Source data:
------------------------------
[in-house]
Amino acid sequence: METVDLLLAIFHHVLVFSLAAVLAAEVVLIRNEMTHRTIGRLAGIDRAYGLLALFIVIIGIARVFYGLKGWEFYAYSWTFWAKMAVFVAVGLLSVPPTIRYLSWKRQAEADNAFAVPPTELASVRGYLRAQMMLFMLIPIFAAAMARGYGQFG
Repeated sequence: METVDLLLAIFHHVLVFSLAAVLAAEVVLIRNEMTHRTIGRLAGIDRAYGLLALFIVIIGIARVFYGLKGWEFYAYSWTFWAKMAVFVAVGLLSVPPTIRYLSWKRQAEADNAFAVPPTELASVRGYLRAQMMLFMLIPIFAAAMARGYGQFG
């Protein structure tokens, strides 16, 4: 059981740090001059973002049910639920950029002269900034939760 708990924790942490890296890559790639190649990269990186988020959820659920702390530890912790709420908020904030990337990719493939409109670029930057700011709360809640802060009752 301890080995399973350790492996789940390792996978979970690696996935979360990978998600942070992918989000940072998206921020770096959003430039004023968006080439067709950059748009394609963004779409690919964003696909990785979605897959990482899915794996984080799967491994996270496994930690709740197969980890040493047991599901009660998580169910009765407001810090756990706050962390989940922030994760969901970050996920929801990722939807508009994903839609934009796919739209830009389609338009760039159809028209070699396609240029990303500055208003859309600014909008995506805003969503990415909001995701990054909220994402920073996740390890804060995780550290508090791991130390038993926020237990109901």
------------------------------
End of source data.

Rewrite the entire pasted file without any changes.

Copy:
[in-house]
Amino acid sequence: METVDLLLAIFHHVLVFSLAAVLAAEVVLIRNEMTHRTIGRLAGIDRAYGLLALFIVIIGIARVFYGLKGWEFYAYSWTFWAKMAVFVAVGLLSVPPTIRYLSWKRQAEADNAFAVPPTELASVRGYLRAQMMLFMLIPIFAAAMARGYGQFG
Repeated sequence: METVDLLLAIFHHVLVFSLAAVLAAEVVLIRNEMTHRTIGRLAGIDRAYGLLALFIVIIGIARVFYGLKGWEFYAYSWTFWAKMAVFVAVGLLSVPPTIRYLSWKRQAEADNAFAVPPTELASVRGYLRAQMMLFMLIPIFAAAMARGYGQFG
């Protein structure tokens, strides 16, 4: 059981740090001059973002049910639920950029002269900034939760 708990924790942490890296890559790639190649990269990186988020959820659920702390530890912790709420908020904030990337990719493939409109670029930057700011709360809640802060009752 301890080995399973350790492996789940390792996978979970690696996935979360990978998600942070992918989000940072998206921020770096959003430039004023968006080439067709950059748009394609963004779409690919964003696909990785979605897959990482899915794996984080799967491994996270496994930690709740197969980890040493047991599901009660998580169910009765407001810090756990706050962390989940922030994760969901970050996920929801990722939807508009994903839609934009796919739209830009389609338009760039159809028209070699396609240029990303500055208003859309600014909008995506805003969503990415909001995701990054909220994402920073996740390890804060995780550290508090791991130390038993926020237990109901």